Now, I’m sure the lighting designers reading this would be quick to point out that lighting has an effect on people as well, and they would certainly be right. For example, a 2014 study by the University of Liège identified unique photoreceptor cells in the eye called melanopsin that tie light sensation to the non-visual centers of the brain. When light triggers reactions in melanopsin photoreceptors, various brain functions occur, and different changes in light actually cause us to think better and more clearly. This is actually how our “biological clock” functions. According to the study, “the continuous change of light throughout the day… changes us. Ultimately, these findings argue for the use and design of lighting systems to optimize cognitive performance.”
So what are we to do with this information? Well, it’s clear from science that music and light affect us, and there are many ways that sound engineers and lighting designers can help bring about emotional and physiological responses. That may be a strange and too-scientific way of putting it, but ultimately the goal of a performance is move us. Sound engineer “Pooch” Van Druten hit on this point in an interview we had a few months ago:
“One of my favorite things to do… is to draw the audience in to a really low volume level, like 90 dBa weighted, and then immediately hit them with an impact of a chorus or an 808 kick drum that hits them at 102 dBa. You can watch the entire crowd, and it’s like a wave that washes over the entire crowd. The dynamics that we get to do as live sound engineers is what I love, because it causes emotions to happen with people.”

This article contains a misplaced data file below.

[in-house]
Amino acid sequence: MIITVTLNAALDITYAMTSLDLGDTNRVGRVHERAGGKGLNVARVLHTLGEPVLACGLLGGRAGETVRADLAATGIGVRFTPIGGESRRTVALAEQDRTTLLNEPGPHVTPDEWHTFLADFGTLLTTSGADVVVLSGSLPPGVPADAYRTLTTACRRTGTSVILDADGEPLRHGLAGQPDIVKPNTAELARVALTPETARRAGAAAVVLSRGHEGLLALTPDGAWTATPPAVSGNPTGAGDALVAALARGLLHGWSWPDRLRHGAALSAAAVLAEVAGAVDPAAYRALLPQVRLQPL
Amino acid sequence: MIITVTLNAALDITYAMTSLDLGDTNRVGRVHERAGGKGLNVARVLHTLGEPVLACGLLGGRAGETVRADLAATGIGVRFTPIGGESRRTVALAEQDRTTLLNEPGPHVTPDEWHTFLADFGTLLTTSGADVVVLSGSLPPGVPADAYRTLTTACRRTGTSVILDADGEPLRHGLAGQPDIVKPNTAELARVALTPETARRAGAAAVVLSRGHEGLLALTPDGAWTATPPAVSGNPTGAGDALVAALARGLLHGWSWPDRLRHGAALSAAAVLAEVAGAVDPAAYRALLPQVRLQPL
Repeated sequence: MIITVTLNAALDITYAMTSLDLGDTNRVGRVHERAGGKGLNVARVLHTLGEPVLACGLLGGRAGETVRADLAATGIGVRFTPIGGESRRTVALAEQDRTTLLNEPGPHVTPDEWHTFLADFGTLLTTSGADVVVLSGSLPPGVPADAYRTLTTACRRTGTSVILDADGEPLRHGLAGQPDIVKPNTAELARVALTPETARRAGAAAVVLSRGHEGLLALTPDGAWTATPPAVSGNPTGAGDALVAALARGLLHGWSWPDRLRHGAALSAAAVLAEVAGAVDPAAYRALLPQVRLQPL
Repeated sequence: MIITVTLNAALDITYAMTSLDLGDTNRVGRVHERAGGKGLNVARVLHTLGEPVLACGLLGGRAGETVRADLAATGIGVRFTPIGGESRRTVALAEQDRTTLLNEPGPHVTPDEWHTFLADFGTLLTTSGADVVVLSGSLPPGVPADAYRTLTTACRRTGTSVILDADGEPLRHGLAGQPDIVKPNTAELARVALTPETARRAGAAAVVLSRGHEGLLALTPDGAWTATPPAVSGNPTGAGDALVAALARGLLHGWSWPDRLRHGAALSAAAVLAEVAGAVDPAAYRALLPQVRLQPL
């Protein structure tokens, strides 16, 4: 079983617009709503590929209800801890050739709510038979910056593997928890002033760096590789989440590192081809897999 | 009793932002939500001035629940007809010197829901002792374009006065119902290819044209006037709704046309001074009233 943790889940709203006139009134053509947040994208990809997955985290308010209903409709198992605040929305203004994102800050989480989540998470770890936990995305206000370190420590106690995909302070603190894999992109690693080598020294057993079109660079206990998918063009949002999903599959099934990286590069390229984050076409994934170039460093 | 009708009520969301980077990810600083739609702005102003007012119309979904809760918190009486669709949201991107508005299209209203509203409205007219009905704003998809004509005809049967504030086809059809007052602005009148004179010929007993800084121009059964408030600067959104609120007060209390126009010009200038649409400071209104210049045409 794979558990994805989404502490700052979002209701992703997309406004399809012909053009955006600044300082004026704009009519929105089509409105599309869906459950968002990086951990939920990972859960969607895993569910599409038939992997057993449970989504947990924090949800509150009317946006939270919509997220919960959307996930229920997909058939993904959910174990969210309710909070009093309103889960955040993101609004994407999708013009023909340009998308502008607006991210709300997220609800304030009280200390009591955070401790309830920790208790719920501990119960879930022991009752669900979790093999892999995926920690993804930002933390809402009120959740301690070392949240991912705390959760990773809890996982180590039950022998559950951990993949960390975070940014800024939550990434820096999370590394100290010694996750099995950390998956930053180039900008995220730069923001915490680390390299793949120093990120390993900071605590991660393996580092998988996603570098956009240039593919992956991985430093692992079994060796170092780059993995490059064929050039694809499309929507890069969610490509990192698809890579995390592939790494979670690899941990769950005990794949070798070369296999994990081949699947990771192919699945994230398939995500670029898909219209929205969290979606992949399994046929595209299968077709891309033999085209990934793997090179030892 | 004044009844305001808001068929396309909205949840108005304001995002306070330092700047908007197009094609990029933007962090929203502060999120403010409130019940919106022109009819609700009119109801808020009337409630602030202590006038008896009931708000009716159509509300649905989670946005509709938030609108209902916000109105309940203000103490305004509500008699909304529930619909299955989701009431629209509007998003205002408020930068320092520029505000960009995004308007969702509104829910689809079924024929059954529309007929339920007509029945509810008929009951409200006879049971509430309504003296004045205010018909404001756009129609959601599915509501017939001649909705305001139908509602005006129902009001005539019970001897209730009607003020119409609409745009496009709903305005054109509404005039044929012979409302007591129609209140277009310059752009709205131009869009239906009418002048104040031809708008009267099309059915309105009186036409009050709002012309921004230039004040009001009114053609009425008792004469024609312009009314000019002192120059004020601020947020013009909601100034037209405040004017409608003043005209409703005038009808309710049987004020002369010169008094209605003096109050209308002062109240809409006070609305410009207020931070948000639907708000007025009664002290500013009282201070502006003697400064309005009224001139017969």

Of course, dynamics are just one way music moves us. Another way is particular frequencies. That is why we tend to prefer louder bass. Lower frequencies have a stronger physical impact on us (you can “feel the bass”), and thus has a higher impact on both our physiological and emotional responses to the music. Emotional responses are also often triggered by the unexpected, so manipulating the dynamics, frequencies and source location of sound in pleasant but unexpected ways can have emotional impact if done intelligently. By finding ways to create emotional responses to the music, sound engineers can help make the entire experience more memorable.
Good lighting design has similar effects. Everything from brightness to color theory can affect an emotional lighting design. The unexpected plays an important part here as well, with changes in visual “dynamics” and altering light patterns creating shifting emotional moods and increased audience engagement. Good designers use these tools every day. In fact, lighting designer Dan Hadley once told us:
“My goal is to remove people from their otherwise hyper-connected, yet painfully insular online ‘social lives,’ to make them feel part of something bigger. When they allow themselves to be immersed in the event, they can enjoy the communal experience so absent in modern life. Those moments where everything comes together are what stick in people’s minds and hearts. This is when experiences transform into memories—through conveyance of emotions.”
I couldn’t have put it better myself. Do you have any tips on using sound or lighting to evoke emotions? Share them with us in the comments.